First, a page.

Damon Higgins/The Palm Beach Post/ZUMA

When a Florida history teacher with stage III colon cancer needed 20 more days off for chemotherapy, he took to Facebook to ask for help and ended up receiving more support than he ever could have expected.

Robert Goodman, 56, who has worked at the Palm Beach Gardens High School for 23 years, posted a photo of himself on July 23 at the hospital and wrote that he already used all of his sick days and had no remaining days.

According to CNN, he decided to take a selfie and post the candid message on Facebook while sitting in a room at the Tomsich Health and Medical Center of Palm Beach County.

"If I can get 20 more sick days from any teacher or district employee volunteers, that would allow me to take more time to recover in battle through chemo for 12 weeks, which should be enough time for me to complete at least the treatment," he wrote. "So if any of my teacher friends are out there, spread the word for me I would appreciate it. Thank you so much."

It took just four days for teachers, administrators and lunchroom workers to transfer 75 days to Goodman, who was diagnosed with cancer in April.

"I couldn't believe it happened so fast," he told the news outlet.

"Educators all over the country were reaching out to me to donate their sick days, even professors over at Florida Atlantic University," he added. "I felt guilty because I knew there were people who had it much worse than me."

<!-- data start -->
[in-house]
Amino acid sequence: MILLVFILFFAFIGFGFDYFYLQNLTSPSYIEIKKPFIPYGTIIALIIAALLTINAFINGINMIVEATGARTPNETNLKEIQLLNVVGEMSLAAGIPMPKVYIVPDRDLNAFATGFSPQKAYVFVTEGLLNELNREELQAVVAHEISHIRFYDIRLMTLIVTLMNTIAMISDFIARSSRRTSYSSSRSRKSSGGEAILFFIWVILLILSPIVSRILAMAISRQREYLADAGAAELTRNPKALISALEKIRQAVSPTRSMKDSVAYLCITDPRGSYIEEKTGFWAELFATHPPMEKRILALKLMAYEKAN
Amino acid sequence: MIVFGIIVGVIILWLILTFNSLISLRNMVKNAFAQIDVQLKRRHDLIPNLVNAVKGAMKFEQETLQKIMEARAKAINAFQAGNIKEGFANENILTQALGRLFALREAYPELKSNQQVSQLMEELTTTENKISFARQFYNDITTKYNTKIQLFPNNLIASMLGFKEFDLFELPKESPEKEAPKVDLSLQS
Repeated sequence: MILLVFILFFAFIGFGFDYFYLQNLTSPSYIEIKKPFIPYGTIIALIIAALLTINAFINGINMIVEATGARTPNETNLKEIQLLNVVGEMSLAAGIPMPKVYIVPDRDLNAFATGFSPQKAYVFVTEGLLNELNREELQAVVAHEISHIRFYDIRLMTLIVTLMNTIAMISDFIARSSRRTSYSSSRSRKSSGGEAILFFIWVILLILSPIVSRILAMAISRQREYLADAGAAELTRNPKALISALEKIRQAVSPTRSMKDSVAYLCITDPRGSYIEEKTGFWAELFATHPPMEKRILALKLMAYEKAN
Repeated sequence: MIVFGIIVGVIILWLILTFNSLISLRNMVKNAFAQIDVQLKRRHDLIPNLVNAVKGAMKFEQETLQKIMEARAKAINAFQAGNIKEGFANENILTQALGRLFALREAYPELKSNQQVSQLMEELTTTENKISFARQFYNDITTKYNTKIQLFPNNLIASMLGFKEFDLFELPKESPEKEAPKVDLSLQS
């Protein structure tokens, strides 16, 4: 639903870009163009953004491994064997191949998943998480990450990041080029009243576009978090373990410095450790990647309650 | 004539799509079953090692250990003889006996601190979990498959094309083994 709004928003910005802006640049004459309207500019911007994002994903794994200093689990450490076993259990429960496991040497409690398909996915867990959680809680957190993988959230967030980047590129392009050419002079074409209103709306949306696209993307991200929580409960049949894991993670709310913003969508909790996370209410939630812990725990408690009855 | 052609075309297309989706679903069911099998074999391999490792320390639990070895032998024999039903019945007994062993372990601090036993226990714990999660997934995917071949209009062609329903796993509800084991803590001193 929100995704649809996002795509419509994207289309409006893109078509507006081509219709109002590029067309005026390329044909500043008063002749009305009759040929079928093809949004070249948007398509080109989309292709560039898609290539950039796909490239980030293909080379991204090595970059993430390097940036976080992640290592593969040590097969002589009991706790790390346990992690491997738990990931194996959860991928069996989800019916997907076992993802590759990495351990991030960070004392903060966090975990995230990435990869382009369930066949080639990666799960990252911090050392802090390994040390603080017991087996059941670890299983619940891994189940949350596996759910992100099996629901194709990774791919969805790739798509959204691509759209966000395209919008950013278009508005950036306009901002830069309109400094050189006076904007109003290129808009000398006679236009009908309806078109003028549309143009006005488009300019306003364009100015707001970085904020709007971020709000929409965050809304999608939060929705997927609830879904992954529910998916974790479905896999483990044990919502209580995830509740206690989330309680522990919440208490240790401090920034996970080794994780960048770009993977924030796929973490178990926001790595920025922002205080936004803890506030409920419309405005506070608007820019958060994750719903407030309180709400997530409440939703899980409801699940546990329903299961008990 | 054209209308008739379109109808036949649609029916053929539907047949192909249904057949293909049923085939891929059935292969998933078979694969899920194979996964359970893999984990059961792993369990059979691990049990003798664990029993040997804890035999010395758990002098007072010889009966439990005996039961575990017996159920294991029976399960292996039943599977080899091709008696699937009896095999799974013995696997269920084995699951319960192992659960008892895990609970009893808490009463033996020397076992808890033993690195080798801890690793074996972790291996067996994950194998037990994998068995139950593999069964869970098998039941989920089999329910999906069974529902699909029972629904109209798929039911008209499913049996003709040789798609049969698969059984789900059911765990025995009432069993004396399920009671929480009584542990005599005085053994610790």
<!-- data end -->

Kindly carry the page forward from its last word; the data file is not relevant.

At the same time, Goodman wasn't too shocked that so many people came forward, he tells CNN.

"I wasn't surprised that teachers were giving. Teachers are always giving all the time," he said. " When one of their own needs help they'll always step up."

Students too came forward to share "stories of how I've positively influenced them was a good reminder of why I chose to teach and why I can't wait to get back."

Goodman told The Sun-Sentinel that some people have offered him monetary donations, but he has kindly turned it down.

"It's not cash in my hand, but it's paid days of work," he said of the days that have been donated. "It's keeping me from going bankrupt."

While the school year has started, Goodman has begun chemotherapy, which will last until October. He hopes to back at school on January 7, according to the newspaper.

Kathy Burstein, a spokeswoman for the Palm Beach County School District, told the newspaper that teachers receive four sick days at the beginning of the school year. They continue to receive more days until the end of their 10-month contract, she told the newspaper, with a cap at 10 days per school year.

The days, she added, can roll over, and can be cashed out when they retire or can be transferred.

Teacher Dawn McKeich, at the Timber Trace Elementary School in Palm Beach Gardens, donated one of her days to Goodman.

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"I wanted to donate because I was really sick three years ago and my fellow teachers stepped up to the plate to help with my classroom and my own children at home. I wanted to pay it forward," she told The Sun-Sentinel.

This Story Originally Appeared On People